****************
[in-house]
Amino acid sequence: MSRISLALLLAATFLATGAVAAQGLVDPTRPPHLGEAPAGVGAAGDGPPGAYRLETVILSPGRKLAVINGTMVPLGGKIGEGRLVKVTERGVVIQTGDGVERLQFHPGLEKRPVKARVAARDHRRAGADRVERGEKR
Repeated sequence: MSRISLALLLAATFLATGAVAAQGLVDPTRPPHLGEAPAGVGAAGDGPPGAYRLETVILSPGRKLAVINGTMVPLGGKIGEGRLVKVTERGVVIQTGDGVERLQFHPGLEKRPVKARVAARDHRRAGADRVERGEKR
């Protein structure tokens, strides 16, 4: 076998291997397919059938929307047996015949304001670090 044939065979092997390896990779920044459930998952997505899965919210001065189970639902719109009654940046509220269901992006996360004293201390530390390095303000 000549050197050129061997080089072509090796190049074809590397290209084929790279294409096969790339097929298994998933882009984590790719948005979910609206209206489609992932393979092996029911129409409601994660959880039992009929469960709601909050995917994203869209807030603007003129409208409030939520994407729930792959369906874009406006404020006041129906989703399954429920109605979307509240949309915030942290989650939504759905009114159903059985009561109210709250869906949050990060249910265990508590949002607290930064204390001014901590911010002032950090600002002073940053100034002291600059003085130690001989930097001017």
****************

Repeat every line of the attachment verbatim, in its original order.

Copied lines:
[in-house]
Amino acid sequence: MSRISLALLLAATFLATGAVAAQGLVDPTRPPHLGEAPAGVGAAGDGPPGAYRLETVILSPGRKLAVINGTMVPLGGKIGEGRLVKVTERGVVIQTGDGVERLQFHPGLEKRPVKARVAARDHRRAGADRVERGEKR
Repeated sequence: MSRISLALLLAATFLATGAVAAQGLVDPTRPPHLGEAPAGVGAAGDGPPGAYRLETVILSPGRKLAVINGTMVPLGGKIGEGRLVKVTERGVVIQTGDGVERLQFHPGLEKRPVKARVAARDHRRAGADRVERGEKR
């Protein structure tokens, strides 16, 4: 076998291997397919059938929307047996015949304001670090 044939065979092997390896990779920044459930998952997505899965919210001065189970639902719109009654940046509220269901992006996360004293201390530390390095303000 000549050197050129061997080089072509090796190049074809590397290209084929790279294409096969790339097929298994998933882009984590790719948005979910609206209206489609992932393979092996029911129409409601994660959880039992009929469960709601909050995917994203869209807030603007003129409208409030939520994407729930792959369906874009406006404020006041129906989703399954429920109605979307509240949309915030942290989650939504759905009114159903059985009561109210709250869906949050990060249910265990508590949002607290930064204390001014901590911010002032950090600002002073940053100034002291600059003085130690001989930097001017």